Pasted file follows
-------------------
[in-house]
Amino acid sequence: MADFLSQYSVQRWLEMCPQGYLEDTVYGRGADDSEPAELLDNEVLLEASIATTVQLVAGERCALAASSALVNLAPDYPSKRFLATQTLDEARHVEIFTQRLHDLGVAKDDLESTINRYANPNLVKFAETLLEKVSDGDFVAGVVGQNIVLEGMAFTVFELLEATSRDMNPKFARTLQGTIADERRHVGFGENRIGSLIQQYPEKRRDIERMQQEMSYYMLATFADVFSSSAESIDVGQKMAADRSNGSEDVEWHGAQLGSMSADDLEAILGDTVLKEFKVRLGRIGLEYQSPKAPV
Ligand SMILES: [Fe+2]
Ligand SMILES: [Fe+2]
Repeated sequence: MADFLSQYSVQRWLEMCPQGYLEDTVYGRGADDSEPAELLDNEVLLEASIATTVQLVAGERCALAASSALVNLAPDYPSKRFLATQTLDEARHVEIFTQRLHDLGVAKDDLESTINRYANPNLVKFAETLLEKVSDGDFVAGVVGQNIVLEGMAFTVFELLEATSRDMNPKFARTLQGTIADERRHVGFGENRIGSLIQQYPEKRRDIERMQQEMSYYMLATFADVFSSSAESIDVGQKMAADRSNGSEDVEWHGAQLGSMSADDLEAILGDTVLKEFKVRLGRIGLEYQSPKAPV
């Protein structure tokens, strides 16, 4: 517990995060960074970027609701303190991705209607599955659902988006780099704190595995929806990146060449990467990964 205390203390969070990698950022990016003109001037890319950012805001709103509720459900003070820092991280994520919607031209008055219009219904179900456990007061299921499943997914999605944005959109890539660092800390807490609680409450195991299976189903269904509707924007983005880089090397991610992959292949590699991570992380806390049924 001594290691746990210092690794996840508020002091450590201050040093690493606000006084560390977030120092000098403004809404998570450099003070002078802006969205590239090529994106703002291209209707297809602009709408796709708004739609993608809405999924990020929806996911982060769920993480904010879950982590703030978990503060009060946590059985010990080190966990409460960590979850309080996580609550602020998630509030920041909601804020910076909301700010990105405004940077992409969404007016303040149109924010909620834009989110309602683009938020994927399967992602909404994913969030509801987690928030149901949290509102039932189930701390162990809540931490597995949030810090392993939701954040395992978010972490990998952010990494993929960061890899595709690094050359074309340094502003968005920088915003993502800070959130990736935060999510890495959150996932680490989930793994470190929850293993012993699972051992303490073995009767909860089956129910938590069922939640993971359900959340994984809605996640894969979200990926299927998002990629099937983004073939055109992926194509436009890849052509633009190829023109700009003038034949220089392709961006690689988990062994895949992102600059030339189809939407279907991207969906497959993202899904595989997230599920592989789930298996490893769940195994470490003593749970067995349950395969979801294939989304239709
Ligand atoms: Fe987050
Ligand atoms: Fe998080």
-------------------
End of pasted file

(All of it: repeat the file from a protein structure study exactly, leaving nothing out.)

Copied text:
[in-house]
Amino acid sequence: MADFLSQYSVQRWLEMCPQGYLEDTVYGRGADDSEPAELLDNEVLLEASIATTVQLVAGERCALAASSALVNLAPDYPSKRFLATQTLDEARHVEIFTQRLHDLGVAKDDLESTINRYANPNLVKFAETLLEKVSDGDFVAGVVGQNIVLEGMAFTVFELLEATSRDMNPKFARTLQGTIADERRHVGFGENRIGSLIQQYPEKRRDIERMQQEMSYYMLATFADVFSSSAESIDVGQKMAADRSNGSEDVEWHGAQLGSMSADDLEAILGDTVLKEFKVRLGRIGLEYQSPKAPV
Ligand SMILES: [Fe+2]
Ligand SMILES: [Fe+2]
Repeated sequence: MADFLSQYSVQRWLEMCPQGYLEDTVYGRGADDSEPAELLDNEVLLEASIATTVQLVAGERCALAASSALVNLAPDYPSKRFLATQTLDEARHVEIFTQRLHDLGVAKDDLESTINRYANPNLVKFAETLLEKVSDGDFVAGVVGQNIVLEGMAFTVFELLEATSRDMNPKFARTLQGTIADERRHVGFGENRIGSLIQQYPEKRRDIERMQQEMSYYMLATFADVFSSSAESIDVGQKMAADRSNGSEDVEWHGAQLGSMSADDLEAILGDTVLKEFKVRLGRIGLEYQSPKAPV
């Protein structure tokens, strides 16, 4: 517990995060960074970027609701303190991705209607599955659902988006780099704190595995929806990146060449990467990964 205390203390969070990698950022990016003109001037890319950012805001709103509720459900003070820092991280994520919607031209008055219009219904179900456990007061299921499943997914999605944005959109890539660092800390807490609680409450195991299976189903269904509707924007983005880089090397991610992959292949590699991570992380806390049924 001594290691746990210092690794996840508020002091450590201050040093690493606000006084560390977030120092000098403004809404998570450099003070002078802006969205590239090529994106703002291209209707297809602009709408796709708004739609993608809405999924990020929806996911982060769920993480904010879950982590703030978990503060009060946590059985010990080190966990409460960590979850309080996580609550602020998630509030920041909601804020910076909301700010990105405004940077992409969404007016303040149109924010909620834009989110309602683009938020994927399967992602909404994913969030509801987690928030149901949290509102039932189930701390162990809540931490597995949030810090392993939701954040395992978010972490990998952010990494993929960061890899595709690094050359074309340094502003968005920088915003993502800070959130990736935060999510890495959150996932680490989930793994470190929850293993012993699972051992303490073995009767909860089956129910938590069922939640993971359900959340994984809605996640894969979200990926299927998002990629099937983004073939055109992926194509436009890849052509633009190829023109700009003038034949220089392709961006690689988990062994895949992102600059030339189809939407279907991207969906497959993202899904595989997230599920592989789930298996490893769940195994470490003593749970067995349950395969979801294939989304239709
Ligand atoms: Fe987050
Ligand atoms: Fe998080």